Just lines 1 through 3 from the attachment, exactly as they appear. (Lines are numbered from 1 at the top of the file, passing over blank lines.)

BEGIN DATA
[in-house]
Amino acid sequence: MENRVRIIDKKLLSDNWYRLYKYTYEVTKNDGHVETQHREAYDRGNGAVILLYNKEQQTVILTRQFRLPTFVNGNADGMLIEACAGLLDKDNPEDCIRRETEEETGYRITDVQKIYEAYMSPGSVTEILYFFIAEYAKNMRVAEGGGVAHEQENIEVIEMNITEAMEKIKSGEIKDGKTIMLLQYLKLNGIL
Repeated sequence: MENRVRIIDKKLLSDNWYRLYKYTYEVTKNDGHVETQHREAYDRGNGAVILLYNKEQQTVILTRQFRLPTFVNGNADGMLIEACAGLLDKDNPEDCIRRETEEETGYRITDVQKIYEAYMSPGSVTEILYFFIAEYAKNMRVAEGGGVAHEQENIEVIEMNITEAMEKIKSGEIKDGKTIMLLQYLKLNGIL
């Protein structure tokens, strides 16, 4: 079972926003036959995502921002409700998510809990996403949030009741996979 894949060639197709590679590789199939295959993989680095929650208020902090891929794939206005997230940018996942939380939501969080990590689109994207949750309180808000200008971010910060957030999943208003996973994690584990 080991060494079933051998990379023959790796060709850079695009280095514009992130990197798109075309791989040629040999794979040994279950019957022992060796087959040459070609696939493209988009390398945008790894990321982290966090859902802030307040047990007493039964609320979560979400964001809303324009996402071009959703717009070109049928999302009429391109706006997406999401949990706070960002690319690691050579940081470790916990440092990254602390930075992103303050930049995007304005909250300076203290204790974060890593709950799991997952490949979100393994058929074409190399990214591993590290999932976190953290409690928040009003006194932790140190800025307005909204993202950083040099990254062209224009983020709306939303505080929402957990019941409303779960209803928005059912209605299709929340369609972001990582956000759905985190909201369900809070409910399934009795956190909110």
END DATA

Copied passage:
[in-house]
Amino acid sequence: MENRVRIIDKKLLSDNWYRLYKYTYEVTKNDGHVETQHREAYDRGNGAVILLYNKEQQTVILTRQFRLPTFVNGNADGMLIEACAGLLDKDNPEDCIRRETEEETGYRITDVQKIYEAYMSPGSVTEILYFFIAEYAKNMRVAEGGGVAHEQENIEVIEMNITEAMEKIKSGEIKDGKTIMLLQYLKLNGIL
Repeated sequence: MENRVRIIDKKLLSDNWYRLYKYTYEVTKNDGHVETQHREAYDRGNGAVILLYNKEQQTVILTRQFRLPTFVNGNADGMLIEACAGLLDKDNPEDCIRRETEEETGYRITDVQKIYEAYMSPGSVTEILYFFIAEYAKNMRVAEGGGVAHEQENIEVIEMNITEAMEKIKSGEIKDGKTIMLLQYLKLNGIL